Poetry, rather writing, has framed my life as long as I can remember.
As a ten-year-old, I wandered around the neighborhood trying to “sell” my hand-scratched newspapers. Though I never kept a diary or journal regularly, I found myself turning to writing when I needed to figure out what I was thinking. Going through a divorce meant writing my way through it. And then when life became complicated and painful, I turned to poetry.
Having just completed a meaningful poetry/photography project with friend Donna Hopkins about family and aging, I find myself without a plan for my writing. That means putting pen to paper in whatever way feels good– like sketching! I’ve learned to let go of perfection- like the yellow sky in the sketch here that drips into where the water should be. Or the published poetry that should be in a different form. It’s the process, I’ve learned, that matters.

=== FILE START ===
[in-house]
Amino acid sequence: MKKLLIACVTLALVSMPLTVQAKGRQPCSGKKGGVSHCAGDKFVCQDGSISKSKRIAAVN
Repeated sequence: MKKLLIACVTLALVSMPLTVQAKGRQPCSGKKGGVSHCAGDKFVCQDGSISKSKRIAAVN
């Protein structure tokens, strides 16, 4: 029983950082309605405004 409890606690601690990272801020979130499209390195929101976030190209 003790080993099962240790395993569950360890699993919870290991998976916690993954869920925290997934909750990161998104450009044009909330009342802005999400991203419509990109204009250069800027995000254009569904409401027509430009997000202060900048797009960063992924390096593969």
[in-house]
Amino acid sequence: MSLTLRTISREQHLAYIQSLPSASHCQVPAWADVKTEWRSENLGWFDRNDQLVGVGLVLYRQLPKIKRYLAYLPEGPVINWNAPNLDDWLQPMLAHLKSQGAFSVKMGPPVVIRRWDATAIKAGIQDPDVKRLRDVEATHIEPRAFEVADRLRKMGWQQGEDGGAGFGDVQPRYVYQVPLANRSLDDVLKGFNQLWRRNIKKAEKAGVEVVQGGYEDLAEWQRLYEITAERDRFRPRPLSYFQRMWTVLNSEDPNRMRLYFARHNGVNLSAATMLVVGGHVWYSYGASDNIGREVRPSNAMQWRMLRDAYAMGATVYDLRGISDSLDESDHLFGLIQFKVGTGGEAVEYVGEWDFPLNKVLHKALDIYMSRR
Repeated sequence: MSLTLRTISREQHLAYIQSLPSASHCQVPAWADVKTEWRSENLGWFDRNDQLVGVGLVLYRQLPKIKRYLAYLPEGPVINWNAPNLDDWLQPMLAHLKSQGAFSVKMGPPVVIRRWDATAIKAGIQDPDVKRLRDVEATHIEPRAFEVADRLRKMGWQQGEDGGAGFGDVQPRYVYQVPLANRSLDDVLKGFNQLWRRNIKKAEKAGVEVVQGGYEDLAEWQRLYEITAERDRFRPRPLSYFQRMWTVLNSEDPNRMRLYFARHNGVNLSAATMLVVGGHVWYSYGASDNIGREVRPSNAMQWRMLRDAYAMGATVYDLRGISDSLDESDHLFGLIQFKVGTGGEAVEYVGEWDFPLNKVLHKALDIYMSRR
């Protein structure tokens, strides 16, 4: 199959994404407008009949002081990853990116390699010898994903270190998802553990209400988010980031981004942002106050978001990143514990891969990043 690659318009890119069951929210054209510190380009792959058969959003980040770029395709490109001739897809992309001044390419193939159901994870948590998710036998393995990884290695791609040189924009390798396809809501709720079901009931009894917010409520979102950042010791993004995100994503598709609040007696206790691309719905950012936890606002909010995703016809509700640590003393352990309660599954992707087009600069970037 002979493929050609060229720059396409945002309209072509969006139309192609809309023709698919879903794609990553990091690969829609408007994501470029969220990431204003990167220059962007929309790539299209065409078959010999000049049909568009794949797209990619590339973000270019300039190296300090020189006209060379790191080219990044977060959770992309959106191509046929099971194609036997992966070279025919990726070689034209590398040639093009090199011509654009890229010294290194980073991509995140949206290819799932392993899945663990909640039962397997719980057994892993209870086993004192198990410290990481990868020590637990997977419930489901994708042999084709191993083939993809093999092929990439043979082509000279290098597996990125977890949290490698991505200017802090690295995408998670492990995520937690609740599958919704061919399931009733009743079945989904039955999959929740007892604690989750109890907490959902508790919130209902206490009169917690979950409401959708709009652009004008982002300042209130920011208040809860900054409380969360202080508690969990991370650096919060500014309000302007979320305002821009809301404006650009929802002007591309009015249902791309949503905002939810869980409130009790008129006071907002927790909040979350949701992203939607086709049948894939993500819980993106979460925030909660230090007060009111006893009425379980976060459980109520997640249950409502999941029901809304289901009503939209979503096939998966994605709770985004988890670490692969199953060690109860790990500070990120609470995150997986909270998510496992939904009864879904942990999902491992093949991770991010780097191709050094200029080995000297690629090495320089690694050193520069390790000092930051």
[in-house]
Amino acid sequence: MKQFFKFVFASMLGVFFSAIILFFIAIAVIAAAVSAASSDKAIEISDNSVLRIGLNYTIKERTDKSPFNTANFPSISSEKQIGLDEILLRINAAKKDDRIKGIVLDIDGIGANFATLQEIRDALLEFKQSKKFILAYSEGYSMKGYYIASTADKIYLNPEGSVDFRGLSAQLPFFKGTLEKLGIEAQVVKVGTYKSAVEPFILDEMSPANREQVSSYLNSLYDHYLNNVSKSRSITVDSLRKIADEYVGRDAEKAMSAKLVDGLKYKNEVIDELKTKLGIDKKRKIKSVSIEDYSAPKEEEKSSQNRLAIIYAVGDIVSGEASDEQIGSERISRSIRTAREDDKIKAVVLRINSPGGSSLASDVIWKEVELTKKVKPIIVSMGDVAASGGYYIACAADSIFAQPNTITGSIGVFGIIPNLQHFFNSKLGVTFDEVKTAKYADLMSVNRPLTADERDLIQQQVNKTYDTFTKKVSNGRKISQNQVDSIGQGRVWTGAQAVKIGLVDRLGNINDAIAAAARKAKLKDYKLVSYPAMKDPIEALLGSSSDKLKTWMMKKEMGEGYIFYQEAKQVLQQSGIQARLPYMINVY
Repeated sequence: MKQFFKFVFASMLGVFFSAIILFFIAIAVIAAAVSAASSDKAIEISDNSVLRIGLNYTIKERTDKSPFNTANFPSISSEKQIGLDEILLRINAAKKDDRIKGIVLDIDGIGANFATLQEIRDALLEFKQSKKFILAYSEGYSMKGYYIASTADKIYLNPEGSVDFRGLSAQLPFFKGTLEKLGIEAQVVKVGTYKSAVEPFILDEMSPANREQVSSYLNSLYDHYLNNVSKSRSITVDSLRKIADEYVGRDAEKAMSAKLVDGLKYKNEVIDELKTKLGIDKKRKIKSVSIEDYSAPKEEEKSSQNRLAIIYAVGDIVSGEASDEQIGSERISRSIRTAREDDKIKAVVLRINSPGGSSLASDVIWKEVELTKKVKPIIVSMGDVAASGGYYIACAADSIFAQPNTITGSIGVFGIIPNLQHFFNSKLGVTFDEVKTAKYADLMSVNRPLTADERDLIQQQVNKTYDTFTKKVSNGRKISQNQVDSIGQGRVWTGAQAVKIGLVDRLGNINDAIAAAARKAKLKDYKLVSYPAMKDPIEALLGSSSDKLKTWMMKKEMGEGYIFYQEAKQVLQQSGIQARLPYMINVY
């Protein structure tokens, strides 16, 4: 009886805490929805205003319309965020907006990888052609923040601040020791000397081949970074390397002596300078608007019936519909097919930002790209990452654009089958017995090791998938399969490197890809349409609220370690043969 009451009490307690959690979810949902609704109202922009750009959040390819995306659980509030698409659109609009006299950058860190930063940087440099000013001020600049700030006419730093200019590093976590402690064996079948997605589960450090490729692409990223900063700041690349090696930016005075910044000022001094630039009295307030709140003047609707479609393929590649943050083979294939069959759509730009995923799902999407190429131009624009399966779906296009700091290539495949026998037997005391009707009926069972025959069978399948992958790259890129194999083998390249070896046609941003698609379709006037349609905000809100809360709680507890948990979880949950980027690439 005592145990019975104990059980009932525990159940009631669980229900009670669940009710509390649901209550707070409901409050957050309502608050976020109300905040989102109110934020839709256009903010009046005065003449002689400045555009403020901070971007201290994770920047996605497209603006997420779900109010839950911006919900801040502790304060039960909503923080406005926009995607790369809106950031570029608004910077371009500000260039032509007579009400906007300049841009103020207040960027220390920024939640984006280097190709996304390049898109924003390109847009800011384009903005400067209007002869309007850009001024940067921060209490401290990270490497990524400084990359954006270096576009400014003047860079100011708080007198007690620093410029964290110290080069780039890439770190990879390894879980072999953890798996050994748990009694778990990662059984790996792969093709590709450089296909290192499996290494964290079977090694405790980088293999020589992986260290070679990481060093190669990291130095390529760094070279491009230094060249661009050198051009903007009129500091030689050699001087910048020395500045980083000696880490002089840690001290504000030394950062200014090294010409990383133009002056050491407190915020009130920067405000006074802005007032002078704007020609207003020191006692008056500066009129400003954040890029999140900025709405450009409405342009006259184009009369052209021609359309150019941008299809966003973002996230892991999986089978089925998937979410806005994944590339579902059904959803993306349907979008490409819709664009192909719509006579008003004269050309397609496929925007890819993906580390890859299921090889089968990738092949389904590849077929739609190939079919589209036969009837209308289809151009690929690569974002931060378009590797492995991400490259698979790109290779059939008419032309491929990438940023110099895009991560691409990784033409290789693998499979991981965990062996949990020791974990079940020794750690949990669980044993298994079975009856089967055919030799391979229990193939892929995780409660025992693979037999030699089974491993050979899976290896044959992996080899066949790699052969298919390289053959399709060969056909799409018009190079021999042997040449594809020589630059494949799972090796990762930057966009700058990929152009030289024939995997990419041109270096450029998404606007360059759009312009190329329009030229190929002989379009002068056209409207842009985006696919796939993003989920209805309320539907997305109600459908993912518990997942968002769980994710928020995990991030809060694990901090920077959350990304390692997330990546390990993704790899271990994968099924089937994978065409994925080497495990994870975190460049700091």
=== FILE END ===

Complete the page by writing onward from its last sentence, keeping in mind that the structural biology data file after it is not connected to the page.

Wherever I am in my life (and whoever I am), I’ve discovered I need to create. I don’t like to cook or garden, but give me a pen and I’m content.
Czesław Miłosz once wrote:
The purpose of poetry is to remind us
how difficult it is to remain just one person,
for our house is open, there are no keys in the doors,
and invisible guests come in and out at will